December 10, 2009
John Pistone was among the U.S. soldiers who entered Adolf Hitler's home Berchtesgaden, nestled in the Bavarian Alps, as the war in Europe drew to a close. Making his way through the Berghof, Pistone took an album filled with photographs of paintings as a souvenir. Sixty-four years after Pistone brought the album home to Ohio, the 87-year-old has learned its full significance: It's part of a series compiled for Hitler featuring art he wanted for his "Fuhrermuseum," a planned museum in in his hometown of Linz, Austria.
Pistone's album is expected to be formally returned to Germany in a ceremony at the U.S. State Department in January. Germany has 19 other albums discovered at the Berchtesgaden complex that are part of a 31-album collection of works either destined for or being considered for the Linz museum.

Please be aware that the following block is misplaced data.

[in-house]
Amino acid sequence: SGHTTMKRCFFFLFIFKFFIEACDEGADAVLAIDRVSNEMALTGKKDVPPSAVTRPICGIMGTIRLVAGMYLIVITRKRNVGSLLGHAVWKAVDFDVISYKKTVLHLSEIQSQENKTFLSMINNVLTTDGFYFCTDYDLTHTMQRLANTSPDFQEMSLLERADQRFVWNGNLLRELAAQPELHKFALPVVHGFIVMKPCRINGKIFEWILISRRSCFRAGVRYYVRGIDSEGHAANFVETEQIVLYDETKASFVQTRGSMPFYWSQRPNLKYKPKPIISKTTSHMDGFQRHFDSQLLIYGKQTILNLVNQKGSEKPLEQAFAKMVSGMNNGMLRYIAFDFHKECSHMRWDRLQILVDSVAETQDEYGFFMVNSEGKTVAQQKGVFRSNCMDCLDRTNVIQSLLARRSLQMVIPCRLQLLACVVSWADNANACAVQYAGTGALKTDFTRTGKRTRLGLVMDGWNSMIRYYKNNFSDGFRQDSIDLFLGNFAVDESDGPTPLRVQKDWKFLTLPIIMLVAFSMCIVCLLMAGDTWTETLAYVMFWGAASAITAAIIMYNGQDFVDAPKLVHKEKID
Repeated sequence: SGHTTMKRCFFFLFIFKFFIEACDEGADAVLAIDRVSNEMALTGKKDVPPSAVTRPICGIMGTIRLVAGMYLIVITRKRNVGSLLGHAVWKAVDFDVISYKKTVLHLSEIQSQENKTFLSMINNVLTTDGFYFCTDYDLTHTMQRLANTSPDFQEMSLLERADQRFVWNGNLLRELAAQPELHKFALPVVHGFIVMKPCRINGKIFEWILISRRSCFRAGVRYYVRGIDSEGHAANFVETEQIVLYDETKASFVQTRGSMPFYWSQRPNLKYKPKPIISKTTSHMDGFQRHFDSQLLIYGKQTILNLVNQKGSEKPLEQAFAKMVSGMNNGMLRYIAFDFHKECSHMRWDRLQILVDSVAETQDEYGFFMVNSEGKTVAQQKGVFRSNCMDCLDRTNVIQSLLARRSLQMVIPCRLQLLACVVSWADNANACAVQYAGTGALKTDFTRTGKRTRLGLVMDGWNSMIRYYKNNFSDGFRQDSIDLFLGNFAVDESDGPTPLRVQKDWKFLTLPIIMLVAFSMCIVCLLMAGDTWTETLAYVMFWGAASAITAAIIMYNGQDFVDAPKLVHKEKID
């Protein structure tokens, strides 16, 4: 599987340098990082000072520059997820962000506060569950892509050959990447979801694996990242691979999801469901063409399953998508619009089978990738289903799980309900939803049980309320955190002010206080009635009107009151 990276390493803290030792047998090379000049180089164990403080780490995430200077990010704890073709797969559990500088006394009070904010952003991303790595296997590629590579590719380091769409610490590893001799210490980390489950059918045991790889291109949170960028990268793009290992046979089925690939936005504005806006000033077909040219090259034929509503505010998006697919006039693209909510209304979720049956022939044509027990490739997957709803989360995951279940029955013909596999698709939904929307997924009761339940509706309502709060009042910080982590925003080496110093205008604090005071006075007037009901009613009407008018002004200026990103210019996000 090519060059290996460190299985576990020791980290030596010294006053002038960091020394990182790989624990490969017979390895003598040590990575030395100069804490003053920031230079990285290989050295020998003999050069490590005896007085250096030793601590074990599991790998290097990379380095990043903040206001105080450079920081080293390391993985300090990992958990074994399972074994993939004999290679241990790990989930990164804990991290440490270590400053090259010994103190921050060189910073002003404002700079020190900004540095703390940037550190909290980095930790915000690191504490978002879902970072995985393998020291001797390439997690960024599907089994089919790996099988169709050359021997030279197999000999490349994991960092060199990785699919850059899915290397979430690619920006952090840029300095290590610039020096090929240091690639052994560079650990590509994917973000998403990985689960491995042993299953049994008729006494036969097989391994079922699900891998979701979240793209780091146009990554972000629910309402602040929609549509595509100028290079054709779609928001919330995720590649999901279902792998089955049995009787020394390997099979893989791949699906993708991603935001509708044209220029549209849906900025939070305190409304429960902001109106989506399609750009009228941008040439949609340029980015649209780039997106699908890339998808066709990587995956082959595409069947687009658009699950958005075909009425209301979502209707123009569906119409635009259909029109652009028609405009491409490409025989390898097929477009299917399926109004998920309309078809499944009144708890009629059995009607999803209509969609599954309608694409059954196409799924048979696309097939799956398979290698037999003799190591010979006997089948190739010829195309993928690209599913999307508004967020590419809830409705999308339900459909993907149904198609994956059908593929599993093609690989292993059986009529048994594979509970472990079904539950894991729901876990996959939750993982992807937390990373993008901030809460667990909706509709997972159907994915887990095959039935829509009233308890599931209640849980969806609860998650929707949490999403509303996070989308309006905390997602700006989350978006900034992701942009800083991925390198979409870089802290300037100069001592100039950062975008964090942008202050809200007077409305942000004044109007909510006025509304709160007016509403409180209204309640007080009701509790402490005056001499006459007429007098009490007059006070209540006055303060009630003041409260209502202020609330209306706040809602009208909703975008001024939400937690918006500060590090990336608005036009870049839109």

Stamped on the album's spine is "Gemaldegalerie Linz" (gallery for paintings, Linz) and the Roman numerals for 13. It still has a sticker from the book's binder in Dresden.
Souvenir hunting was routine by soldiers during the war, and problems arise when people try to sell rather than return culturally important items, according to Thomas R. Kline, a Washington-based lawyer who specializes in art restitution and works for the foundation. Kline explained in an interview by the Associated Press, "It's really important that as people go through their attics and they find the things that Grandpa brought home, people are aware that something as simple as a book of pictures could have a cultural significance."
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